Sexism in Politics

2946 Words12 Pages
Sexism in the Political Arena: How Gender Alters Political Representation
Sarah Moore
University of Pittsburgh

Abstract: This paper explores the topics of sexism in politics- more specifically, how the underrepresentation of women has resulted both from differences in the genders (internal/psychological variances), and also circumstances that exist in the current political climate. It is important to note that there are two different sources of this problem, if not more. Internal characteristics that lead to the underrepresentation of women include how they perceive their environment compared to men, the fact that women believe they are less qualified than men, and that they are less competitive in a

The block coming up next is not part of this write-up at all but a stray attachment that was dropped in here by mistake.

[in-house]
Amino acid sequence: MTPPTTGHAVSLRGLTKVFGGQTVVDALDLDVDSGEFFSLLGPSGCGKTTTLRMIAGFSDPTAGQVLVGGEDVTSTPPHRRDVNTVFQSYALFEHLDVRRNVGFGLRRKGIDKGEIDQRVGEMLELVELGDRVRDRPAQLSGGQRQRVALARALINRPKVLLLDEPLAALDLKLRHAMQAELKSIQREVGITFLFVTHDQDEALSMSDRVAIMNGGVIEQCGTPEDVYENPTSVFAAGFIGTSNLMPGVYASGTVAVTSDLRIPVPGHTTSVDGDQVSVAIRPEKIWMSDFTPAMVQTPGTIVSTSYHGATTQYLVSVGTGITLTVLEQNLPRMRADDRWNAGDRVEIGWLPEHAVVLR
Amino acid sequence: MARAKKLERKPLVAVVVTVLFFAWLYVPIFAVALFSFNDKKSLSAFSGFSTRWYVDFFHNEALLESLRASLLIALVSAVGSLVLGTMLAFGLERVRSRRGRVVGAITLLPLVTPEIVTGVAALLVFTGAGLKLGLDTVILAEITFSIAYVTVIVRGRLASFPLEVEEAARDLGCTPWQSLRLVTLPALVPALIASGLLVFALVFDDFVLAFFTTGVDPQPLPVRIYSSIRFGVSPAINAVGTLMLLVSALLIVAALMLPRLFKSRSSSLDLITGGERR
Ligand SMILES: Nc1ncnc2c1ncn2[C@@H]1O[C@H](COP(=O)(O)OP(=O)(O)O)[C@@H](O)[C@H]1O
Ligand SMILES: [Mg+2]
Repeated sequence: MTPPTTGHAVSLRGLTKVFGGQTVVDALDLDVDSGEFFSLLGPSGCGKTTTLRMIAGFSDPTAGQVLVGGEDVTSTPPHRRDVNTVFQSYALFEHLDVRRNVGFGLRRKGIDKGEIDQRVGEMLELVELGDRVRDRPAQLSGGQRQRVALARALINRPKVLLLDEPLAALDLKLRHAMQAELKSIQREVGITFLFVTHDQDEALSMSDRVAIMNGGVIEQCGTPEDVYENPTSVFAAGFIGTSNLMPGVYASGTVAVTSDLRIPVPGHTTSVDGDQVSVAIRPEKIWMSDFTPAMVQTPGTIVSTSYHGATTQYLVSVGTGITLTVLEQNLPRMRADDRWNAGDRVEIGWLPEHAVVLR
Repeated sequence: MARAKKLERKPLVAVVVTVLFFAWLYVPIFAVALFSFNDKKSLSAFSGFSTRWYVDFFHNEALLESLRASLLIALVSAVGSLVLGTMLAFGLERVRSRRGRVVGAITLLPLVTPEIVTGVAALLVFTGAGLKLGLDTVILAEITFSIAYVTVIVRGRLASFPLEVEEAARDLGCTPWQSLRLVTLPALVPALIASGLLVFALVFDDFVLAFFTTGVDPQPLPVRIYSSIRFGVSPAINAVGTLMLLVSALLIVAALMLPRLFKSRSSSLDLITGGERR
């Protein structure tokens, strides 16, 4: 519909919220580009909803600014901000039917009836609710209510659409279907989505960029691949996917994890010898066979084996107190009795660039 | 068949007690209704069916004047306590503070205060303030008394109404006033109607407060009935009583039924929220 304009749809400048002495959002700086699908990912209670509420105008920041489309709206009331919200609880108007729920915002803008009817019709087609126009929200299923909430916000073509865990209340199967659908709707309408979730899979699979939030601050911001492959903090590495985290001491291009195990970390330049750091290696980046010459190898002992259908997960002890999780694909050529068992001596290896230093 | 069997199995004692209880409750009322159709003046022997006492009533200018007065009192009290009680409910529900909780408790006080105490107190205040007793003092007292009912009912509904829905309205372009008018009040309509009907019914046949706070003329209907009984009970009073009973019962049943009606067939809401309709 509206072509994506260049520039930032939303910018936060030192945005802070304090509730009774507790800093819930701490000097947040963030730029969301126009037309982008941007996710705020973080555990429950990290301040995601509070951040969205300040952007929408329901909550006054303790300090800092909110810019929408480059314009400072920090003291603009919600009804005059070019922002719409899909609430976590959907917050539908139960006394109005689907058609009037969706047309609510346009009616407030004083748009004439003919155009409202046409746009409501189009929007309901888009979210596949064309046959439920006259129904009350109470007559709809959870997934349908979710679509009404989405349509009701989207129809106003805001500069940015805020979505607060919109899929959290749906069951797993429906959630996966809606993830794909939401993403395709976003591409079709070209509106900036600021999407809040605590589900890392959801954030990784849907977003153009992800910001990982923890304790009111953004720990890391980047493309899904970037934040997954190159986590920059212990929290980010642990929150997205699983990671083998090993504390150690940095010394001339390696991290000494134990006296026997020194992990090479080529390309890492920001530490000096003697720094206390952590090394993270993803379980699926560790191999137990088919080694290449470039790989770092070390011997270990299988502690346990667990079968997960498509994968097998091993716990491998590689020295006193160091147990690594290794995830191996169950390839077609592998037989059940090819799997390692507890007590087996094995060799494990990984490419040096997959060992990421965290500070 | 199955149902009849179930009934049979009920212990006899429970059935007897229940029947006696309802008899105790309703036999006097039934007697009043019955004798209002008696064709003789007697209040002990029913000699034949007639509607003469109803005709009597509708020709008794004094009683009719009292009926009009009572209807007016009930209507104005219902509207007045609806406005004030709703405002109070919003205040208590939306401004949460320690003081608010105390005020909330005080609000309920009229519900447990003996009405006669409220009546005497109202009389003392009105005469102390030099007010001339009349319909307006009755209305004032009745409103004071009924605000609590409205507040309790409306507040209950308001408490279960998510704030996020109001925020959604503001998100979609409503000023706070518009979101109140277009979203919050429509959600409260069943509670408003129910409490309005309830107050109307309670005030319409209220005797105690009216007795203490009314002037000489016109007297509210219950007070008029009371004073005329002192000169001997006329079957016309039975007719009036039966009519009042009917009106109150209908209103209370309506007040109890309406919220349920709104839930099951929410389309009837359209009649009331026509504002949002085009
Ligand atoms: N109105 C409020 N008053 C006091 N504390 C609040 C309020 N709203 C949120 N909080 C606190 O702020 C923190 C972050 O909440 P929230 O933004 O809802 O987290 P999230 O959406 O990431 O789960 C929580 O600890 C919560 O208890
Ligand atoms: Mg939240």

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Furthermore, this paper will also discuss how external and more institutional factors can lead to the underrepresentation of women. These factors include how women still play the larger domestic role in society and how women are more unlikely to receive the suggestion of campaigning for office. By underscoring the various sources of biases in the political arena, one is able to more closely analyze what forces certain females may be combating in their quest to obtain office- or even a spot on the ballot. Before delving into the topic of how certain mindsets and other forces impact why so few women choose to run for office, it is important to comprehend why and in what context this topic is so important. This concept and the reasoning points behind it are extremely significant because it has been proven in numerous studies that when women enter a political campaign, the likelihood of them winning is exactly the same as that of men. These studies have shown that although there are certain areas in which a candidate’s pre-race success may be more dependent on their gender, during the campaign their gender is essentially irrelevant. For example, Danny Hayes and Jennifer L. Lawless explored the circumstances during a campaign when gender does not influence a
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